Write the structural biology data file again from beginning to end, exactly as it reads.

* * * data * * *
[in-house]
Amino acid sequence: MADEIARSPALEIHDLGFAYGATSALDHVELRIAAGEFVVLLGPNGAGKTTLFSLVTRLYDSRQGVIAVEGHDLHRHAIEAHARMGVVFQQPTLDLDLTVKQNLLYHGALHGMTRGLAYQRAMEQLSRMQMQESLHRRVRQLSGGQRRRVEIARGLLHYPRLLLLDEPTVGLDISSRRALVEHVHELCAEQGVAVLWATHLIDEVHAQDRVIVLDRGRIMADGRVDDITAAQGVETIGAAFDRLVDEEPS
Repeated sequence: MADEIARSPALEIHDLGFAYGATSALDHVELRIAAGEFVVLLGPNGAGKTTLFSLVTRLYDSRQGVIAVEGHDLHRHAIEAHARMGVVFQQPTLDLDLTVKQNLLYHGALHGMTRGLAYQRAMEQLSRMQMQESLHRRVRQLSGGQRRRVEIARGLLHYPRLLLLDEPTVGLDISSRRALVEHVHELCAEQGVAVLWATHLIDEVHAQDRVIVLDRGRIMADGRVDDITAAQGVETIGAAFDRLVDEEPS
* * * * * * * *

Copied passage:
[in-house]
Amino acid sequence: MADEIARSPALEIHDLGFAYGATSALDHVELRIAAGEFVVLLGPNGAGKTTLFSLVTRLYDSRQGVIAVEGHDLHRHAIEAHARMGVVFQQPTLDLDLTVKQNLLYHGALHGMTRGLAYQRAMEQLSRMQMQESLHRRVRQLSGGQRRRVEIARGLLHYPRLLLLDEPTVGLDISSRRALVEHVHELCAEQGVAVLWATHLIDEVHAQDRVIVLDRGRIMADGRVDDITAAQGVETIGAAFDRLVDEEPS
Repeated sequence: MADEIARSPALEIHDLGFAYGATSALDHVELRIAAGEFVVLLGPNGAGKTTLFSLVTRLYDSRQGVIAVEGHDLHRHAIEAHARMGVVFQQPTLDLDLTVKQNLLYHGALHGMTRGLAYQRAMEQLSRMQMQESLHRRVRQLSGGQRRRVEIARGLLHYPRLLLLDEPTVGLDISSRRALVEHVHELCAEQGVAVLWATHLIDEVHAQDRVIVLDRGRIMADGRVDDITAAQGVETIGAAFDRLVDEEPS